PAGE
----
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Gewählte Publikation:

Mattsson, BJ; Mateo-Tomas, P; Aebischer, A; Rosner, S; Kunz, F; Scholl, EM; Akesson, S; De Rosa, D; Orr-Ewing, D; de la Bodega, D; Ferrer, M; Gelpke, C; Katzenberger, J; Maciorowski, G; Mammen, U; Kolbe, M; Millon, A; Mionnet, A; de la Puente, J; Raab, R; Vyhnal, S; Ceccolini, G; Godino, A; Crespo-Luengo, G; Sanchez-Agudo, JA; Martinez, J; Iglesias-Lebrija, JJ; Gines, E; Cortes, M; Dean, JI; Calmaestra, RG; Dostal, M; Steinborn, E; Vinuela, J.
(2022): Enhancing monitoring and transboundary collaboration for conserving migratory species under global change: The priority case of the red kite
J ENVIRON MANAGE. 2022; 317, 115345 FullText FullText_BOKU

Calls for urgent action to conserve biodiversity under global change are increasing, and conservation of migratory species in this context poses special challenges. In the last two decades the Convention on the Conservation of Migratory Species of Wild Animals (CMS) has provided a framework for several subsidiary instruments including action plans for migratory bird species, but the effectiveness and transferability of these plans remain unclear. Such laws and policies have been credited with positive outcomes for the conservation of migratory species, but the lack of international coordination and on-ground implementation pose major challenges. While research on migratory populations has received growing attention, considerably less emphasis has been given to integrating ecological information throughout the annual cycle for examining strategies to conserve migratory species at multiple scales in the face of global change. We fill this gap through a case study examining the ecological status and conservation of a migratory raptor and facultative scavenger, the red kite (Milvus milvus), whose current breeding range is limited to Europe and is associated with agricultural landscapes and restricted to the temperate zone. Based on our review, conservation actions have been successful at recovering red kite populations within certain regions. Populations however remain depleted along the southernmost edge of the geographic range where many migratory red kites from northern strongholds overwinter. This led us to a forward-looking and integrated strategy that emphasizes international coordination involving researchers and conservation practitioners to enhance the science-policy-action interface. We identify and explore key issues for conserving the red kite under global change, including enhancing conservation actions within and outside protected areas, recovering depleted populations, accounting for climate change, and transboundary coordination in adaptive conservation and management actions. The integrated conservation strategy is sufficiently general such that it can be adapted to inform conservation of other highly mobile species subject to global change.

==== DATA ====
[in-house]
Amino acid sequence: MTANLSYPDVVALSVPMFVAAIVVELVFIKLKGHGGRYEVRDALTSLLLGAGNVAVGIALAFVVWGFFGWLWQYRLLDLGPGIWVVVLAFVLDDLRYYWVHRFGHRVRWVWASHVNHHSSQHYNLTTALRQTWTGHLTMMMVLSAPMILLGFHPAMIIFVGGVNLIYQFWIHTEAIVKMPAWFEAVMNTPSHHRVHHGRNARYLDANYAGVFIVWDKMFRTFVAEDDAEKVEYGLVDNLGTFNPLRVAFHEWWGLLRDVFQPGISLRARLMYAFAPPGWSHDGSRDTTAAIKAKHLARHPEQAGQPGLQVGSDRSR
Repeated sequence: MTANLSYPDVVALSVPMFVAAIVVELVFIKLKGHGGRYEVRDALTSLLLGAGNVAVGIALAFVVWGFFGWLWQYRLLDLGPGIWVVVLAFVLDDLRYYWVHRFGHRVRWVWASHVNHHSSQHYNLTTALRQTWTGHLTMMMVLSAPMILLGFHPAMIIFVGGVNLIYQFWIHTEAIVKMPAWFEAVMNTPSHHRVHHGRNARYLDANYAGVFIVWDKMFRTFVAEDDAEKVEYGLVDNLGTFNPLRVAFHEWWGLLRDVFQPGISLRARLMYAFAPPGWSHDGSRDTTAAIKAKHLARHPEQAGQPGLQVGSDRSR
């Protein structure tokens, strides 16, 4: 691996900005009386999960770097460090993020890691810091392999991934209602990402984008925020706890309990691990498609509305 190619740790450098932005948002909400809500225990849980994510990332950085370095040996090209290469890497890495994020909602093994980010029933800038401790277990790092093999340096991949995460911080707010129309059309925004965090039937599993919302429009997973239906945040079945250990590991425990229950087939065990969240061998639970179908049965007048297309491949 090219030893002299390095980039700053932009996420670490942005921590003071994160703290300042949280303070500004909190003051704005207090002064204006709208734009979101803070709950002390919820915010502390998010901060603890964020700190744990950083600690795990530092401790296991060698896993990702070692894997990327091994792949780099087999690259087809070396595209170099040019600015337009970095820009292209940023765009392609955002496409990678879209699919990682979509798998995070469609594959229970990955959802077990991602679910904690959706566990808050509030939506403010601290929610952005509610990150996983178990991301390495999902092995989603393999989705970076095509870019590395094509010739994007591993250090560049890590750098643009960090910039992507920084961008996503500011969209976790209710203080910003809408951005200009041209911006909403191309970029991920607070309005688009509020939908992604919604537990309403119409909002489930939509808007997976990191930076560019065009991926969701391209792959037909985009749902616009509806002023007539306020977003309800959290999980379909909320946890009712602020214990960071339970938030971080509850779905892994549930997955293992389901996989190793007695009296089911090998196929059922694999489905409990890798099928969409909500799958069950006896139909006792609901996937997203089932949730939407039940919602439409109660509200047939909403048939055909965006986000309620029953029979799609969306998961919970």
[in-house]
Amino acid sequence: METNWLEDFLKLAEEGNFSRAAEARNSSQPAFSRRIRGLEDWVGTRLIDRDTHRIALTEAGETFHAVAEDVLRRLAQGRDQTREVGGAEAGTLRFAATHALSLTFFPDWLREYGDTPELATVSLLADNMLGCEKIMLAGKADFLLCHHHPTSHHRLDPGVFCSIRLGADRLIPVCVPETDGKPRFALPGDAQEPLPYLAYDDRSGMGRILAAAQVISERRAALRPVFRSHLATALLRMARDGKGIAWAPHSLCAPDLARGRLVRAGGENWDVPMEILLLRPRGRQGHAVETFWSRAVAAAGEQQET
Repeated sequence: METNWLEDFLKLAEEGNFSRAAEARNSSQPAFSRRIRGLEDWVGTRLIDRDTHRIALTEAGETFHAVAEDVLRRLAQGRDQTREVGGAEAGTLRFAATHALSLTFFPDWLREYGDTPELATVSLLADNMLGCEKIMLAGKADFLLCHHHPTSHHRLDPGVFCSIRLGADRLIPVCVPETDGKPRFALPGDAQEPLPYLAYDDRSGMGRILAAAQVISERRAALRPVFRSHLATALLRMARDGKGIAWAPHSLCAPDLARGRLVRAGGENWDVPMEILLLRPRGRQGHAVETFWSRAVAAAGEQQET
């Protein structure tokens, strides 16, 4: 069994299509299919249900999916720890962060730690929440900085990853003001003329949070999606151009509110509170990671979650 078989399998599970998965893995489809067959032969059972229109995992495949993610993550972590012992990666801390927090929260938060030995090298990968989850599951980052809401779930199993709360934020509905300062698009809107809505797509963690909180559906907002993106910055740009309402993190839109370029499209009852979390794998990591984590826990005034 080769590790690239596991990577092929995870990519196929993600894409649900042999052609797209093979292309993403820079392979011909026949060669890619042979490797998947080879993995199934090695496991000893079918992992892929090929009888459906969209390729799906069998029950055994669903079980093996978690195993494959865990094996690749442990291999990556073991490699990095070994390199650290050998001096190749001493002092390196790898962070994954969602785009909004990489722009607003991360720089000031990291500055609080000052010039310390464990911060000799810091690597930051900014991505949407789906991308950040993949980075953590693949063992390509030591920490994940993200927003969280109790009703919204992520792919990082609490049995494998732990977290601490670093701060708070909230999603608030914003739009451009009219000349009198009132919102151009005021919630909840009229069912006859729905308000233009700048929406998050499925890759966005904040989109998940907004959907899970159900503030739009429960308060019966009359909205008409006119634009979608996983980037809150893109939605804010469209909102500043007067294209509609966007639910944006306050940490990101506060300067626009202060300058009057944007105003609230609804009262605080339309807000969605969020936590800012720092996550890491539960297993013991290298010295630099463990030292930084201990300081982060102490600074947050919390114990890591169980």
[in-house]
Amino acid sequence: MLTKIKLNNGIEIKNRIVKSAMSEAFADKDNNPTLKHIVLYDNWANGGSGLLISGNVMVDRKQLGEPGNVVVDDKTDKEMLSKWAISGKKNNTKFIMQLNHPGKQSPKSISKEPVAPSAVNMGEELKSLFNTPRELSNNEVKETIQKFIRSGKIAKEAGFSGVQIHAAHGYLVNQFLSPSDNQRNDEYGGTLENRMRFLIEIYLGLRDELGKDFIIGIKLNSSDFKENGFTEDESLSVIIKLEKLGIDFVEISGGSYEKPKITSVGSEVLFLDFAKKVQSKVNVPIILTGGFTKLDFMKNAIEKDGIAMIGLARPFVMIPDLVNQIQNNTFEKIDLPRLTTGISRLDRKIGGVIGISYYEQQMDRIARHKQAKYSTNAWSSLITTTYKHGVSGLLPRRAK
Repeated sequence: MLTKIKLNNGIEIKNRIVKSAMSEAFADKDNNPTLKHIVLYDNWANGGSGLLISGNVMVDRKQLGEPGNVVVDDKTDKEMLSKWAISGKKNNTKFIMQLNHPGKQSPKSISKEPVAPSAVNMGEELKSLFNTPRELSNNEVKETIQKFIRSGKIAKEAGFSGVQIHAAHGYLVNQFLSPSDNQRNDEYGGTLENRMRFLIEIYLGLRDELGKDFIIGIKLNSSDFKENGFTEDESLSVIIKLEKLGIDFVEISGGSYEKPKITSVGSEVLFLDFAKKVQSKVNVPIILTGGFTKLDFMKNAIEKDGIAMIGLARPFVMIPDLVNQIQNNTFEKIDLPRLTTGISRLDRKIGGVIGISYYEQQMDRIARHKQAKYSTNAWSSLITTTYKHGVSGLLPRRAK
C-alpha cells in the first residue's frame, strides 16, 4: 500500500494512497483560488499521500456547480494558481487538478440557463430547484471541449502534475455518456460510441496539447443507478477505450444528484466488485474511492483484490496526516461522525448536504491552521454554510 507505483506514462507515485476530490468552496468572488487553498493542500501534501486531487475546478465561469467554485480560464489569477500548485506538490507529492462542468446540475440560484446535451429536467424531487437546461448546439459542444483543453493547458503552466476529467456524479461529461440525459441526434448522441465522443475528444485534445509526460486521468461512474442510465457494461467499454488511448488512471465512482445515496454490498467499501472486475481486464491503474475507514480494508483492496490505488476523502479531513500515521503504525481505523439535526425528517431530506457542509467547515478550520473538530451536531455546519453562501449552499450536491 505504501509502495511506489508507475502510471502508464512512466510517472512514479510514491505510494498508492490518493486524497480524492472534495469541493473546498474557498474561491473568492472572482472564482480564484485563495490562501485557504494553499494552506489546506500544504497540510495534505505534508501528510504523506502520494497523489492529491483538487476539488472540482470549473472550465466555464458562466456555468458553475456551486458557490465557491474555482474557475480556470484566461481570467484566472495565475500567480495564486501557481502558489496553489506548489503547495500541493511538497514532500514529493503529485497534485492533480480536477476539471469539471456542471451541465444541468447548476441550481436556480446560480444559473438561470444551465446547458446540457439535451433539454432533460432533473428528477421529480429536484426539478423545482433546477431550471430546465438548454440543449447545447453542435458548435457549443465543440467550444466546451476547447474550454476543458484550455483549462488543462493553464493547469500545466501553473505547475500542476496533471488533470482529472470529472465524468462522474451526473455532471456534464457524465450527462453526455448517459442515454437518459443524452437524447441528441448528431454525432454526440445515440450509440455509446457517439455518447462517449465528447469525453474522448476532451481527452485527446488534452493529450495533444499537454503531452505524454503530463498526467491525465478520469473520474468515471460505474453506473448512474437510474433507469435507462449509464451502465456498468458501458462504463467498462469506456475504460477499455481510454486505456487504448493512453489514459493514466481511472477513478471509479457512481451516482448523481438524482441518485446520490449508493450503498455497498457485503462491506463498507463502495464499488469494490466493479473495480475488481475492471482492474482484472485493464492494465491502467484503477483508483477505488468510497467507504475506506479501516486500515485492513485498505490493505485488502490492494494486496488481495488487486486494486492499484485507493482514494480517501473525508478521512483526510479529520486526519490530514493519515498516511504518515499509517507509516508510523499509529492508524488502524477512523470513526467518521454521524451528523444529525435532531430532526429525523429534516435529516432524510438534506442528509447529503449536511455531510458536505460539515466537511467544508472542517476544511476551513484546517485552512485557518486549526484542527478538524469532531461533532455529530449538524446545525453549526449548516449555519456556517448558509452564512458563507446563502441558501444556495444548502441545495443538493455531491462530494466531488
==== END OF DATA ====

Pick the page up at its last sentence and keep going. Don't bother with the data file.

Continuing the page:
Autor*innen der BOKU Wien:
Kunz Florian
Mattsson Brady
Schöll Eva Maria
BOKU Gendermonitor:

Find related publications in this database (Keywords)
Agricultural intensification
Anthropogenic mortality
Climate change
Conservation strategy
Migratory bird
Full annual cycle

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